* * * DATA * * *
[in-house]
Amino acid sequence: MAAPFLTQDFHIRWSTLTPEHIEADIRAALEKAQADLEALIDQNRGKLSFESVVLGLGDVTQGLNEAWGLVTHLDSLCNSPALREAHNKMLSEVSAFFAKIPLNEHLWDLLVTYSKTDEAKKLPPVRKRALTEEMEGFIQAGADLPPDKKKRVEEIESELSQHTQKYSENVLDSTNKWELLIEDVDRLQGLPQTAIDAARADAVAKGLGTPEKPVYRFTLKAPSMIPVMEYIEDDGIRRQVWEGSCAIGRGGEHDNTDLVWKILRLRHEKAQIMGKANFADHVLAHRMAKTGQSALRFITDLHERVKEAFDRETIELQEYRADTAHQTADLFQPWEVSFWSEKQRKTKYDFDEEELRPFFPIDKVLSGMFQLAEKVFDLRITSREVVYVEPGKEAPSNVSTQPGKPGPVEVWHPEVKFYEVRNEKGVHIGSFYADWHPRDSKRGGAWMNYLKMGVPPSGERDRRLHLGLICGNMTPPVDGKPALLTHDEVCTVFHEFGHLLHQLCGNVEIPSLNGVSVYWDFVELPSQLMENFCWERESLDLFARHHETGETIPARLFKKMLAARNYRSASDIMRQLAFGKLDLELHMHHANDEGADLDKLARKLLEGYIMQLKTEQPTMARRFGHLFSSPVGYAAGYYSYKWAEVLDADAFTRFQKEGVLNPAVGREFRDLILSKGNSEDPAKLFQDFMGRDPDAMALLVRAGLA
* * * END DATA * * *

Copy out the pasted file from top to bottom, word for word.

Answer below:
[in-house]
Amino acid sequence: MAAPFLTQDFHIRWSTLTPEHIEADIRAALEKAQADLEALIDQNRGKLSFESVVLGLGDVTQGLNEAWGLVTHLDSLCNSPALREAHNKMLSEVSAFFAKIPLNEHLWDLLVTYSKTDEAKKLPPVRKRALTEEMEGFIQAGADLPPDKKKRVEEIESELSQHTQKYSENVLDSTNKWELLIEDVDRLQGLPQTAIDAARADAVAKGLGTPEKPVYRFTLKAPSMIPVMEYIEDDGIRRQVWEGSCAIGRGGEHDNTDLVWKILRLRHEKAQIMGKANFADHVLAHRMAKTGQSALRFITDLHERVKEAFDRETIELQEYRADTAHQTADLFQPWEVSFWSEKQRKTKYDFDEEELRPFFPIDKVLSGMFQLAEKVFDLRITSREVVYVEPGKEAPSNVSTQPGKPGPVEVWHPEVKFYEVRNEKGVHIGSFYADWHPRDSKRGGAWMNYLKMGVPPSGERDRRLHLGLICGNMTPPVDGKPALLTHDEVCTVFHEFGHLLHQLCGNVEIPSLNGVSVYWDFVELPSQLMENFCWERESLDLFARHHETGETIPARLFKKMLAARNYRSASDIMRQLAFGKLDLELHMHHANDEGADLDKLARKLLEGYIMQLKTEQPTMARRFGHLFSSPVGYAAGYYSYKWAEVLDADAFTRFQKEGVLNPAVGREFRDLILSKGNSEDPAKLFQDFMGRDPDAMALLVRAGLA